beeblebrox wrote:It still would be cool, though, if Plato always pretended to be a bad philosopher, and Socrates seemed to shine through that... that would've taken the Socratic irony to its ultimate level. It would be a student doing the teacher a justice. :jawdrop:
IMHO, the Socratic Method or Socratic Midwifery, are genuine Socrates. This link, Socrates, is a decent summary of "The Socratic Problem." The last part is particularly pertinent to my contention that Platonism is bad news for religion and especially Buddhism.

3. The Difference Between Socrates and the Platonists

Aristotle comments that Socrates, unlike Plato and his followers, did not make universals exist apart from the particular manifestations of the universals: "But Socrates did not make the universals or the definitions exist apart: they, however, gave them separate existence, and this was the kind of thing they called Ideas" (see also Metaphysics 1079b; 1086b). What this means will be considered later. Suffice it to say that for Socrates the notion that essences, definitions or what Plato calls Ideas have no separate existence.

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Re: Is Critical Thinking Active Vipassana?

Postby danieLion » Thu Feb 28, 2013 2:02 am

Ñāṇa wrote:Thinking is generally conditioned by wrong views and perversions (Cf. AN 4.49). Sense restraint is important with regard to mental objects just as it is with regard to other sensory objects.


1) As a form of critical thinking, REBT and CBT techniques are similar to mental objects sense restraint.

2) In the Sutta you cite, we find this:
When those with discernment listen, they regain their senses, seeing the inconstant as inconstant, the stressful as stressful, what's not-self as not-self, the unattractive as unattractive. Undertaking right view, they transcend all stress & suffering.

I don't see this as terribly incompatible with anything I've said.

3) The Buddha's theory of the senses seems outdated to me. Why did he stop at six when we also have other senses like: balance and acceleration, temperature, kinesthetic sense, pain, time, pulmonary stretch receptors (boy do I feel those right now), peripheral chemoreceptors, the chemoreceptor trigger zone (vomitting sensations), circulatory chemoreceptors, cutaneous receptors (blushing), stretch receptors in the gastrointestinal tract, esophogeal receptors, the gag reflex, urinary and rectal receptors, and stretch sensors that sense dilation of various blood vessels?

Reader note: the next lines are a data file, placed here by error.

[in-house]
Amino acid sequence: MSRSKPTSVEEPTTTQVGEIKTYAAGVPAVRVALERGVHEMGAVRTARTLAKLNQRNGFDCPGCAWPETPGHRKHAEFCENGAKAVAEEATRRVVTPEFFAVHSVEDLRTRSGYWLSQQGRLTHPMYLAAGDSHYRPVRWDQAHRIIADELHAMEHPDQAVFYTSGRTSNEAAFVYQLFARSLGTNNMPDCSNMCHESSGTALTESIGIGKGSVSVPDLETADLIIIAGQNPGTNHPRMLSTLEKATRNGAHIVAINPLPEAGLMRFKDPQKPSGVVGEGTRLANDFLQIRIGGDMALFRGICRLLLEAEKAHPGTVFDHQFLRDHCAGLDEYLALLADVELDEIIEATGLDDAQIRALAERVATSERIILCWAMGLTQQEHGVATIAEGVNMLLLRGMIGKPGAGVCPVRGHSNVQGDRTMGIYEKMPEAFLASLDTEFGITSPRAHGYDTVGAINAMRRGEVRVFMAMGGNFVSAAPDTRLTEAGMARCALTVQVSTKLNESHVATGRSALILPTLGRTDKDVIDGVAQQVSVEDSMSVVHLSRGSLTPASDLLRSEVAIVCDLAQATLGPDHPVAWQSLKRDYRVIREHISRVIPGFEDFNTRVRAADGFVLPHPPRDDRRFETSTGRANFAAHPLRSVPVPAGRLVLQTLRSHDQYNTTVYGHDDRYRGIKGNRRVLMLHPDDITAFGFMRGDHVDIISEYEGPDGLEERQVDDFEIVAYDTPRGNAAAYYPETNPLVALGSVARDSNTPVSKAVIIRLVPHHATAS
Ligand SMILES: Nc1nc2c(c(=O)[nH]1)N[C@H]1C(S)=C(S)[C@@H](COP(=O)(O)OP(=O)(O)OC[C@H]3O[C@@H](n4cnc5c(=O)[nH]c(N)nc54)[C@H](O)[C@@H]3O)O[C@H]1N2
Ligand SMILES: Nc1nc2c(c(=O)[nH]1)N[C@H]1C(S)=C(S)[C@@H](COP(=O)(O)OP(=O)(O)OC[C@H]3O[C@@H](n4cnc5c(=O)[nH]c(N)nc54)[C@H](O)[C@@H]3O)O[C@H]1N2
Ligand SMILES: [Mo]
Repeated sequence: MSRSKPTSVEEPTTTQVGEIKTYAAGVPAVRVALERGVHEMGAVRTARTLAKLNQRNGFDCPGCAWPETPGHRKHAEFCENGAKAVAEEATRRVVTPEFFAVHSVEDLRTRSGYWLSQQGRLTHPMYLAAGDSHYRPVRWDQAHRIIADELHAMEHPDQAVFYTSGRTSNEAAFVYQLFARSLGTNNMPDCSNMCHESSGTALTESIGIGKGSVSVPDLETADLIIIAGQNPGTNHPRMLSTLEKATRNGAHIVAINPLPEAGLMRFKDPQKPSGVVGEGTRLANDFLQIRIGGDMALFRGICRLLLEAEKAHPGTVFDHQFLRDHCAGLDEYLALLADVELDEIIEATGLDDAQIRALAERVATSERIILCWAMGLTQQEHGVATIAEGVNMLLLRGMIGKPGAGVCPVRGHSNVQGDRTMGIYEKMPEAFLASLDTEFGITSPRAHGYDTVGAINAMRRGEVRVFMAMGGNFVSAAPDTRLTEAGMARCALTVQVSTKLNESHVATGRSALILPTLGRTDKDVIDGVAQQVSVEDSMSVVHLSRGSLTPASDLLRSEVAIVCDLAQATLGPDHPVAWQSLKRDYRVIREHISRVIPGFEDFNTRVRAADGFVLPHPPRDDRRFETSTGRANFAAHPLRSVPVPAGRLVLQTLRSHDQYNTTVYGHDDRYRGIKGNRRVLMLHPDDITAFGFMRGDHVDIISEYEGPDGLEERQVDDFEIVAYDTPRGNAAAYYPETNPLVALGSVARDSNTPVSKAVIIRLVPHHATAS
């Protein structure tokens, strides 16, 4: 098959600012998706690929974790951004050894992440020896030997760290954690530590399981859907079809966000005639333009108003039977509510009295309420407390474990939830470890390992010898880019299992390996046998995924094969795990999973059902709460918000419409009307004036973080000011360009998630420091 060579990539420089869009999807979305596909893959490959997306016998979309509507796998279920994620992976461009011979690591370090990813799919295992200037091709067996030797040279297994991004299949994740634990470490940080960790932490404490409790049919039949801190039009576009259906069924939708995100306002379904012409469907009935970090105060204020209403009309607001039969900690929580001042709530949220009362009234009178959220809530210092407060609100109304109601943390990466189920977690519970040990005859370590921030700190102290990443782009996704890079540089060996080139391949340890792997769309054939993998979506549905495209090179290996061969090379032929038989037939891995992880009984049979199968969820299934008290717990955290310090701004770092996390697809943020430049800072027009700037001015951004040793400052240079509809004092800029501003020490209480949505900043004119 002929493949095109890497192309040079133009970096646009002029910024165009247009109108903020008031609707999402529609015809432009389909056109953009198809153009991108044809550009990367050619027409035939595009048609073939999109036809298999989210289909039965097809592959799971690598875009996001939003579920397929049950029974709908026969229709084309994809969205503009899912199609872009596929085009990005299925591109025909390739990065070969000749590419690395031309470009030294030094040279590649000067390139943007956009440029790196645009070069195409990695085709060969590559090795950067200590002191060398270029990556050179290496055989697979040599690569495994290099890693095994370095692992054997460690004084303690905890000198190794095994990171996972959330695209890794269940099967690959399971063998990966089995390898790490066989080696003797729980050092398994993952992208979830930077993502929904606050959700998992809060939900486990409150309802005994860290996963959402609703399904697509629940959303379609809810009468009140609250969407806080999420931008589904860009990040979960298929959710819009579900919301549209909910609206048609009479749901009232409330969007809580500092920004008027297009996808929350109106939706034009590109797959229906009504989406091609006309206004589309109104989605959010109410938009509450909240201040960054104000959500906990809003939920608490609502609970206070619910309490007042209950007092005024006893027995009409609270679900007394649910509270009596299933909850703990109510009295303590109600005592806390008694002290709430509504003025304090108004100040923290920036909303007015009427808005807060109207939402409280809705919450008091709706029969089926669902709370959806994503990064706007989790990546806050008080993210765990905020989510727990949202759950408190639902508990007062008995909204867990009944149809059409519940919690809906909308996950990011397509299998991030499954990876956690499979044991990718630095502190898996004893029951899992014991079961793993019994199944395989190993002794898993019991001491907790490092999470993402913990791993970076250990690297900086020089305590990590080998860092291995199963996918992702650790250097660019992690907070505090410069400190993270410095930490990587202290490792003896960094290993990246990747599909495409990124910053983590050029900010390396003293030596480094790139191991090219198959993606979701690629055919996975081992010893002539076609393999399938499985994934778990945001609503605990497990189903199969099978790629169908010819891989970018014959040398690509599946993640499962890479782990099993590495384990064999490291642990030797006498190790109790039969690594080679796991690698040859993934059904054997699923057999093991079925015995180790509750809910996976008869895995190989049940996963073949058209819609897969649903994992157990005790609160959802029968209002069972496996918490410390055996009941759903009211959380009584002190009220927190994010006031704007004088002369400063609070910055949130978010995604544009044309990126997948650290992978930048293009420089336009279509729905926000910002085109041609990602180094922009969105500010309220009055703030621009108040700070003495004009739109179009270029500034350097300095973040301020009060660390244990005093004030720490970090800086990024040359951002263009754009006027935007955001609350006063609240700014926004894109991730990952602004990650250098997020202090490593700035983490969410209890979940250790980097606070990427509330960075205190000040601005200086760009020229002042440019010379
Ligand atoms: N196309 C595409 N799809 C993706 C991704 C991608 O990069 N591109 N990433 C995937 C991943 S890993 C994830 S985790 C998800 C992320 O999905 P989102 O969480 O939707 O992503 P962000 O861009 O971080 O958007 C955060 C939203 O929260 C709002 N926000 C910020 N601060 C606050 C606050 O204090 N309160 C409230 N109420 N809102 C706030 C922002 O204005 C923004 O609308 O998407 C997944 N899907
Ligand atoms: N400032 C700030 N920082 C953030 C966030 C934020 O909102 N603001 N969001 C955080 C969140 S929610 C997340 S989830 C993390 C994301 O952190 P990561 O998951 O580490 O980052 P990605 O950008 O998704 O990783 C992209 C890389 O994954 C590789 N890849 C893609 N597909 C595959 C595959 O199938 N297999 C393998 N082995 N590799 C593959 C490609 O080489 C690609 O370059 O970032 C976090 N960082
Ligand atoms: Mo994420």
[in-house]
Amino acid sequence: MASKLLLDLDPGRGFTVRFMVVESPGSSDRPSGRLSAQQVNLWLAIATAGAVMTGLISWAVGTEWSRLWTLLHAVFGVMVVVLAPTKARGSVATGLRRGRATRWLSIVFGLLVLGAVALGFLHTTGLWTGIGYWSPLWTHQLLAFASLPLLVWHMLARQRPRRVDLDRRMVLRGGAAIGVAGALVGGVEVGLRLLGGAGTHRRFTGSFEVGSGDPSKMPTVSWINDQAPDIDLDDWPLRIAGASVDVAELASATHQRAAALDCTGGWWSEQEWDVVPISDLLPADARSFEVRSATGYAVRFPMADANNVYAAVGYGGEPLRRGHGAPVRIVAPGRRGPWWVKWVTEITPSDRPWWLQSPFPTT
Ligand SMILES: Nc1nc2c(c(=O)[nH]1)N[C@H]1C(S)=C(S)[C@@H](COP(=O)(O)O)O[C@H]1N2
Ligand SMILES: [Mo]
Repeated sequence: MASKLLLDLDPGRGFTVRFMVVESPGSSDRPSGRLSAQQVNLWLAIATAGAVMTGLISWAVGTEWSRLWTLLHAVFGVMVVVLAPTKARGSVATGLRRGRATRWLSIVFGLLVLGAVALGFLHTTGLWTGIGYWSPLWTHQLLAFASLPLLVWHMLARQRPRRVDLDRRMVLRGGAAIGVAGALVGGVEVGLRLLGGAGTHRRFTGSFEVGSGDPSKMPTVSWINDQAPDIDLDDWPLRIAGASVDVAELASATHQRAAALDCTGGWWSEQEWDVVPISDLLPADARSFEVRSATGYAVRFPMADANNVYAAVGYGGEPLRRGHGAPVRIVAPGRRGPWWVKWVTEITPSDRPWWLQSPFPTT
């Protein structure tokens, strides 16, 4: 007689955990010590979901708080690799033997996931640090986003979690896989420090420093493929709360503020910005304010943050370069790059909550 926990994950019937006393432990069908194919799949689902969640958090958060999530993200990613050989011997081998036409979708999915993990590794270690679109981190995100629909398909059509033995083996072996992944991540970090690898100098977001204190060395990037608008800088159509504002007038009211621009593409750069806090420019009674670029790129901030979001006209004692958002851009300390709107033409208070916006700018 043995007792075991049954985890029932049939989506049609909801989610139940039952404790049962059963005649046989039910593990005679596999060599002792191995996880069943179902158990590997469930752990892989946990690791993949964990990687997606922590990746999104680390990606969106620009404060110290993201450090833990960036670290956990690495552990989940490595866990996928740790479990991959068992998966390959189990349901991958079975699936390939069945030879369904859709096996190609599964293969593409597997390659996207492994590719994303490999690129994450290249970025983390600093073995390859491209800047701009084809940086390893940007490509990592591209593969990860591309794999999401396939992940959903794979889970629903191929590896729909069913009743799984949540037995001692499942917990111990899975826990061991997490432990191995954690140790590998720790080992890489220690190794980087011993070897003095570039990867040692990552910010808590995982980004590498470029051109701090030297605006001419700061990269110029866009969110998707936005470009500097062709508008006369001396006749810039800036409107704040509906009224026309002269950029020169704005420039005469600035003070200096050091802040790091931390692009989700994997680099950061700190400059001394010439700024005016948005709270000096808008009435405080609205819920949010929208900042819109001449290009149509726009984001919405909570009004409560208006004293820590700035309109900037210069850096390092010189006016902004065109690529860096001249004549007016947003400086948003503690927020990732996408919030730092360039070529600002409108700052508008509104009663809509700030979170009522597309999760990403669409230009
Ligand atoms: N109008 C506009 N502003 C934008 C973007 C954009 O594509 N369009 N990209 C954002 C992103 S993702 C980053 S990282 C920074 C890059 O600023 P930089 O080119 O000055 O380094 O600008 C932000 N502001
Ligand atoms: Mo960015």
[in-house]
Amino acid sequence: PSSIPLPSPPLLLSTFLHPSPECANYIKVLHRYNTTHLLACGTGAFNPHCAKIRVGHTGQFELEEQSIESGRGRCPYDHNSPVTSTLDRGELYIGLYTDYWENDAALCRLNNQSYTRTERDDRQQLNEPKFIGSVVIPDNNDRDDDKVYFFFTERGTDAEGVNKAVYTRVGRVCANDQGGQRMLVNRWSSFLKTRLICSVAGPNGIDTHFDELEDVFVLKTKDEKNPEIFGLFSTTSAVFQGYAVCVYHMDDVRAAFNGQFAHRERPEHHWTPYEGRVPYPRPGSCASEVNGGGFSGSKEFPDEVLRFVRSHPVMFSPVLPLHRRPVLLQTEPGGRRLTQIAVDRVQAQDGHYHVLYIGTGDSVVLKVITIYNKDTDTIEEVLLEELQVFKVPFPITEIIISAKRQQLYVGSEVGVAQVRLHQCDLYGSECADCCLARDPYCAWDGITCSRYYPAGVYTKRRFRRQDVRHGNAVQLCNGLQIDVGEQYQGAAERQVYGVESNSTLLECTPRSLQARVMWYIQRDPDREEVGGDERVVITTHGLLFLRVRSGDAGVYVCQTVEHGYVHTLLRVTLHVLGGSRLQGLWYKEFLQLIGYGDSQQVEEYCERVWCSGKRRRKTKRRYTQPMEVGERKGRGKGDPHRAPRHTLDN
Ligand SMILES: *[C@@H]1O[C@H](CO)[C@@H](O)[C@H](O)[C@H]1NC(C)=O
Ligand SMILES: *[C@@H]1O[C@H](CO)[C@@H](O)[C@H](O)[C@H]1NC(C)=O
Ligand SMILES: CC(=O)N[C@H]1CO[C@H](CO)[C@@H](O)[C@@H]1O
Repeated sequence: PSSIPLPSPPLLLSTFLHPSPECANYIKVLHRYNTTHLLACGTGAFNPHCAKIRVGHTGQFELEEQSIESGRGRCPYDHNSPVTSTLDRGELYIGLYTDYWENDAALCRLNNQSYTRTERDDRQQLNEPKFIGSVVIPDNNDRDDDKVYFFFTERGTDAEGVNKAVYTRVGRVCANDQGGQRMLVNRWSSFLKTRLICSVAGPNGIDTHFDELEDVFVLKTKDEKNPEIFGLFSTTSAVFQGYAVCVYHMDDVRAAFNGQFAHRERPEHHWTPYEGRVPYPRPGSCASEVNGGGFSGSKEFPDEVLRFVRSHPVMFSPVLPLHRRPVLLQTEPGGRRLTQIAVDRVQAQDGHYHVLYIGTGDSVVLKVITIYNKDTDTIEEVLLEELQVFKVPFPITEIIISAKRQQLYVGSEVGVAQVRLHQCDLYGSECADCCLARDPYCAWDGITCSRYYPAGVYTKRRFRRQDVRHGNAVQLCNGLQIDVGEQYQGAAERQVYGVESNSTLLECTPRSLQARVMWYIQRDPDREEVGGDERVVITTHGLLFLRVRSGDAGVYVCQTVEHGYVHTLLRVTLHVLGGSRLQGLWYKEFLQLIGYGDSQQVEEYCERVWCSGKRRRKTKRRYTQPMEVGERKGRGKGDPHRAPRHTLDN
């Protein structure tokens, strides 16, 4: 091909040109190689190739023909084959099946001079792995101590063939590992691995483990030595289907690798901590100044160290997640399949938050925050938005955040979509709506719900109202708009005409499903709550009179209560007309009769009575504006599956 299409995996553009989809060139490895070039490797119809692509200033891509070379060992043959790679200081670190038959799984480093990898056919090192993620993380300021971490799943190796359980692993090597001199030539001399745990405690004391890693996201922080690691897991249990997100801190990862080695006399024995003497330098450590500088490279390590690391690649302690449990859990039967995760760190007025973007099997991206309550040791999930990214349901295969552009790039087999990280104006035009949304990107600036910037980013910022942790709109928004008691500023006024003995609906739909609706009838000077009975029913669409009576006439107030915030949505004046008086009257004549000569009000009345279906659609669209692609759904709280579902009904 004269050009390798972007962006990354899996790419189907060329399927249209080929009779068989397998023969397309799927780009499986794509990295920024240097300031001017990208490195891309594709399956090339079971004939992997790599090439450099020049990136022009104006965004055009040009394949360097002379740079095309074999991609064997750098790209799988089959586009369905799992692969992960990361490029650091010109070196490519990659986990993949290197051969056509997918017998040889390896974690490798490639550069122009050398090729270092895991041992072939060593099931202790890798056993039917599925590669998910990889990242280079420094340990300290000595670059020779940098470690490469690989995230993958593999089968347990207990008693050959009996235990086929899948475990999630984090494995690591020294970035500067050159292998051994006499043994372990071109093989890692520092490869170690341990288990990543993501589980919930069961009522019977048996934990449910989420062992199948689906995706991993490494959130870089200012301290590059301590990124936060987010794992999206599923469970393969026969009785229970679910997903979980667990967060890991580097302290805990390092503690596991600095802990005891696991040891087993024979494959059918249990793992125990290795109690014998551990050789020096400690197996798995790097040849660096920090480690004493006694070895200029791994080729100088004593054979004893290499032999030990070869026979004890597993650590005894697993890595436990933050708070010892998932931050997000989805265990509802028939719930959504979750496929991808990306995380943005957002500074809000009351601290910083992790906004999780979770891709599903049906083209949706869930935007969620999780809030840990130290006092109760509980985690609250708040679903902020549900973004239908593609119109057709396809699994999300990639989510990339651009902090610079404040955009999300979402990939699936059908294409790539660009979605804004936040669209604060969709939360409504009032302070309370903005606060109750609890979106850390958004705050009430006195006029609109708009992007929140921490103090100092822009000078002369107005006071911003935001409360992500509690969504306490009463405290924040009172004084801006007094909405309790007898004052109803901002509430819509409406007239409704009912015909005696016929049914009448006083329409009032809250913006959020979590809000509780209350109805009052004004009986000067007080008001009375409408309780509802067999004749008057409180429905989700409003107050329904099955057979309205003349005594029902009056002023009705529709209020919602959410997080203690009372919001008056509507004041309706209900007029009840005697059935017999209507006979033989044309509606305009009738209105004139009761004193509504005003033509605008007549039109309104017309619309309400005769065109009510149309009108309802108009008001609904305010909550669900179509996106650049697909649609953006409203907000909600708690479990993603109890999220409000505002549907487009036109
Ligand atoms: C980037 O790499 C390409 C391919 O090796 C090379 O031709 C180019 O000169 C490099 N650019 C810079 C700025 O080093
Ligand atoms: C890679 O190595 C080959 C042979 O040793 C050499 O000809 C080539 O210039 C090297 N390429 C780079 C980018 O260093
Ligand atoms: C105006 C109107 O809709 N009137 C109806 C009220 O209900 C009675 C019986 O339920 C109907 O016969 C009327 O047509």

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Re: Is Critical Thinking Active Vipassana?

Postby Nyana » Thu Feb 28, 2013 2:36 am

danieLion wrote:1) As a form of critical thinking, REBT and CBT techniques are similar to mental objects sense restraint.

That's good.

danieLion wrote:2) In the Sutta you cite, we find this:
When those with discernment listen, they regain their senses, seeing the inconstant as inconstant, the stressful as stressful, what's not-self as not-self, the unattractive as unattractive. Undertaking right view, they transcend all stress & suffering.

I don't see this as terribly incompatible with anything I've said.

I wasn't implying that it was.

danieLion wrote:3) The Buddha's theory of the senses seems outdated to me. Why did he stop at six when we also have other senses like: balance and acceleration, temperature, kinesthetic sense, pain, time, pulmonary stretch receptors (boy do I feel those right now), peripheral chemoreceptors, the chemoreceptor trigger zone (vomitting sensations), circulatory chemoreceptors, cutaneous receptors (blushing), stretch receptors in the gastrointestinal tract, esophogeal receptors, the gag reflex, urinary and rectal receptors, and stretch sensors that sense dilation of various blood vessels?

How many of these are directly relevant to realizing the four noble truths? And at any rate, there are other faculties found in the suttas and collected together in the Abhidhamma & commentaries.

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Re: Is Critical Thinking Active Vipassana?

Postby danieLion » Thu Feb 28, 2013 4:03 am

Ñāṇa wrote:
danieLion wrote:2) In the Sutta you cite, we find this:
When those with discernment listen, they regain their senses, seeing the inconstant as inconstant, the stressful as stressful, what's not-self as not-self, the unattractive as unattractive. Undertaking right view, they transcend all stress & suffering.

I don't see this as terribly incompatible with anything I've said.

I wasn't implying that it was.

Sorry. I jumped the gun there.

danieLion wrote:3) The Buddha's theory of the senses seems outdated to me. Why did he stop at six when we also have other senses like: balance and acceleration, temperature, kinesthetic sense, pain, time, pulmonary stretch receptors (boy do I feel those right now), peripheral chemoreceptors, the chemoreceptor trigger zone (vomitting sensations), circulatory chemoreceptors, cutaneous receptors (blushing), stretch receptors in the gastrointestinal tract, esophogeal receptors, the gag reflex, urinary and rectal receptors, and stretch sensors that sense dilation of various blood vessels?

Ñāṇa wrote:How many of these are directly relevant to realizing the four noble truths? And at any rate, there are other faculties found in the suttas and collected together in the Abhidhamma & commentaries.

I don't know how many if any of them are directly relevent to realizing the four noble truths? I was hoping you (or someone else might) might have some ideas. Your point about the faculties, Abhidhamma, and commentaries is persuasive, though, as a lot of "the other senses" are "covered" there, and I didn't include the four elements which also "cover" them.

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Re: Is Critical Thinking Active Vipassana?

Postby Cittasanto » Thu Feb 28, 2013 7:07 am

kirk5a wrote: